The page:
Even if your health insurance plan does not cover IVF, it may still cover some of the costs associated with your infertility treatment. Depending on your plan, if your fertility doctor is in-network on the plan, some visits associated with seeing that doctor during the diagnostic phase of your treatment may be covered, even if your treatment is not. If your plan does cover for the diagnostic phase of infertility treatment, even if it does not cover treatment itself, it will typically cover services rendered to determine that infertility does in fact exist. And, once this determination is made, it will then typically cover services rendered to determine the nature or cause of the infertility.
It is important to remember that even if your fertility doctor is listed as in-network on your plan, if your specific plan does not provide infertility coverage, for either diagnostics or treatment, you will still pay out-of-pocket to see that provider as that form of care is not in-network. Again, even with coverage, there might be lifetimes maximums on the amount a plan will pay for infertility treatment, the forms of treatments covered, the kinds of medications covered, and whether both diagnostic procedures and treatment itself are covered. It’s best to know the details of your insurance plan, so that you can then be best equipped to know whether coverage is a factor in selecting an infertility doctor, or whether you will be paying out-of-pocket no matter what.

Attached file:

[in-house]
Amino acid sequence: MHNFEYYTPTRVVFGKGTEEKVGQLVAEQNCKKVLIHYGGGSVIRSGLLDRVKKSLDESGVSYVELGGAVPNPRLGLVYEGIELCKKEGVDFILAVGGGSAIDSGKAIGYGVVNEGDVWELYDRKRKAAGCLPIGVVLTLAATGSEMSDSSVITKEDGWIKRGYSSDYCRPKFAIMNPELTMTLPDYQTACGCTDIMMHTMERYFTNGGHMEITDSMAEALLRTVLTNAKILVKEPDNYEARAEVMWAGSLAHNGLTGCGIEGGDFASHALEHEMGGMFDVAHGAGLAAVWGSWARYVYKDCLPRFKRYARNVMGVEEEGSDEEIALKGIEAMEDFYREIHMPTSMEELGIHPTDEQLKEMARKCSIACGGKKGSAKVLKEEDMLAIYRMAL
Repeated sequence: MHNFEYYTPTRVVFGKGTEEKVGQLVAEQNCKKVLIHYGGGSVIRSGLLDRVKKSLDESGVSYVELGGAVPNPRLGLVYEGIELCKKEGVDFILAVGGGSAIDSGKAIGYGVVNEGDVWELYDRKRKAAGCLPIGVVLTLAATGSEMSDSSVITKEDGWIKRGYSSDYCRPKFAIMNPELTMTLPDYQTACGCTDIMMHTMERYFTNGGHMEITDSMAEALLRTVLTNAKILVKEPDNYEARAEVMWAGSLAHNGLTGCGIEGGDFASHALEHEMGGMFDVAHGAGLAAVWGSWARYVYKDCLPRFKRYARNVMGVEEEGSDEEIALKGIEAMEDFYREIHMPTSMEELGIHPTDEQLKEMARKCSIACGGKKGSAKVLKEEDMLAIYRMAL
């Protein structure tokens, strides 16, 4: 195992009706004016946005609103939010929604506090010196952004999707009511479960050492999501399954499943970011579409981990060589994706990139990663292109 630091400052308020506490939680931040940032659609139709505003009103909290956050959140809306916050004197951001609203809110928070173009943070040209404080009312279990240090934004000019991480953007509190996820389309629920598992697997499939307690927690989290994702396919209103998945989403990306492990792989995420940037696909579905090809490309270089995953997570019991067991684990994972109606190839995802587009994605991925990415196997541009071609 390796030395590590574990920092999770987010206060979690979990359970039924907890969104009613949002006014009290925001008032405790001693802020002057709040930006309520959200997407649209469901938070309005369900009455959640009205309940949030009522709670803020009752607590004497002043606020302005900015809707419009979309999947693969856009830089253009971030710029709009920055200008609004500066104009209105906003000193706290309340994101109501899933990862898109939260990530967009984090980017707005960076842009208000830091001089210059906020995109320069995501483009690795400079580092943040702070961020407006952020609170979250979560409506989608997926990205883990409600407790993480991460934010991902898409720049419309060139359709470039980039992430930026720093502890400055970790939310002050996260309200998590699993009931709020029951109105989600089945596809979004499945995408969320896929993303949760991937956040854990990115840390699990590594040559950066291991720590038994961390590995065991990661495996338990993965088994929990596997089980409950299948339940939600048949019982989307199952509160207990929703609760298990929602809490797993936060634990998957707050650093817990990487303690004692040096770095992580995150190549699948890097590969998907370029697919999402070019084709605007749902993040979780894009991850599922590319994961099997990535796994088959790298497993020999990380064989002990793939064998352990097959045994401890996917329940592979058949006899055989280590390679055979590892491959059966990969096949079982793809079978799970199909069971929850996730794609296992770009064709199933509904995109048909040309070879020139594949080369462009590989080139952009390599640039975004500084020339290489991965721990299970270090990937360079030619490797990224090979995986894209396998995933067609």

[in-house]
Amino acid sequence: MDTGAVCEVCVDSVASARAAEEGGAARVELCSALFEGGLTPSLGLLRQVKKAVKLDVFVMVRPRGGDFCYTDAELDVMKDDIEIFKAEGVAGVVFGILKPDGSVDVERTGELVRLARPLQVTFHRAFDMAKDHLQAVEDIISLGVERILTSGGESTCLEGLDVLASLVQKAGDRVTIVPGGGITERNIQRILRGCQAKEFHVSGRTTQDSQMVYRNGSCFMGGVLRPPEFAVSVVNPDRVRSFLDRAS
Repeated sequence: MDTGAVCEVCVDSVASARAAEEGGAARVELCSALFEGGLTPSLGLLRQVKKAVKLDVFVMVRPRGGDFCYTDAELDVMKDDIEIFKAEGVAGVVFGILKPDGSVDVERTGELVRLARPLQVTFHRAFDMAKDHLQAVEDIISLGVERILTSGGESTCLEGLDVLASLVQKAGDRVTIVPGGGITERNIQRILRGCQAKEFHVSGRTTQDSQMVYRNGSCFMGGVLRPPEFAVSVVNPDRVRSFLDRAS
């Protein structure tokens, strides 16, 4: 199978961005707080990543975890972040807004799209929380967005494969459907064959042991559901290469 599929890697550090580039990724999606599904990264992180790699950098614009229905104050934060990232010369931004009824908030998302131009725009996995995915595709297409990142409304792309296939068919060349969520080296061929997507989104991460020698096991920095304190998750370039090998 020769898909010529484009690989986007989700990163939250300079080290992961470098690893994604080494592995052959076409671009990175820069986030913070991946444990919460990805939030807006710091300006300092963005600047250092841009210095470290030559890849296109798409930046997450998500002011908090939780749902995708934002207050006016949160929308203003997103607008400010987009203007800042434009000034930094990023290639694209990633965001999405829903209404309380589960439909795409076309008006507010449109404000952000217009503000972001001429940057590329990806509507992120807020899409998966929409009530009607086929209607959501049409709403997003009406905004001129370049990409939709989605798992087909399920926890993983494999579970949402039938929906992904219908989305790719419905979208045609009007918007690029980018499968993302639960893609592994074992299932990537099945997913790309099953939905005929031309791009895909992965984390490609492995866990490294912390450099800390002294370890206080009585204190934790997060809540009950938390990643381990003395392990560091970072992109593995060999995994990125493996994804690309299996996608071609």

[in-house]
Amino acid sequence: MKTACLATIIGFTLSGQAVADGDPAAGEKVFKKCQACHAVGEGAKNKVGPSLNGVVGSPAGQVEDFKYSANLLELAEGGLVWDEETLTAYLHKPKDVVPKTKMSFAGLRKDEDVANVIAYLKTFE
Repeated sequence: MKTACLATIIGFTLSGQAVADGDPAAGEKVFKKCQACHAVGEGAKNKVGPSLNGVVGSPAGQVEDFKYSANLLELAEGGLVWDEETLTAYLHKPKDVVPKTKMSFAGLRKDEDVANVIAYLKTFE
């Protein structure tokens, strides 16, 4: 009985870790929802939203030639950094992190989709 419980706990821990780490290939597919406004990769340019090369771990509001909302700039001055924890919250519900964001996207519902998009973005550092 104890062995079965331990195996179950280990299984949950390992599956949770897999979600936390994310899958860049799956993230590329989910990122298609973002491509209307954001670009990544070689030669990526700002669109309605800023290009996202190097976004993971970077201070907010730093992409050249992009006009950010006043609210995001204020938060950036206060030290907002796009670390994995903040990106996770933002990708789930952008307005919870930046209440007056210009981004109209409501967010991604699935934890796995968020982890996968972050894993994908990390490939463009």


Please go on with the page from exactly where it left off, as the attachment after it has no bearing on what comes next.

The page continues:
As a result of the lack of insurance policies offering coverage for IVF, there are a number of loan and IVF financing options available, from financing programs to infertility grant and scholarship programs.
Military personnel and infertility
If you or your spouse are in the armed services, know that TRICARE does not cover IVF or IUI and may have limited coverage for other procedures.
However, TRICARE may cover diagnostic care, meaning that certain forms of infertility testing might be covered. And certain forms of fertility treatments are also covered, such as hormonal treatment, corrective surgery, antibiotics, administration of HCG, or radiation therapy, depending on the cause. These things are covered for both men and women service members. TRICARE also provides medically necessary appropriate medical care for erectile dysfunction.
Even though TRICARE does not cover IVF, there are a number of military treatment facilities (MTF) where IVF can be accessed. Service members are responsible for the full costs of IVF at these facilities.
Some infertility practices, however, offer discounted rates for active duty service members and veterans seeking out IVF treatment, though, so keep this in mind while looking for an IVF provider in your area.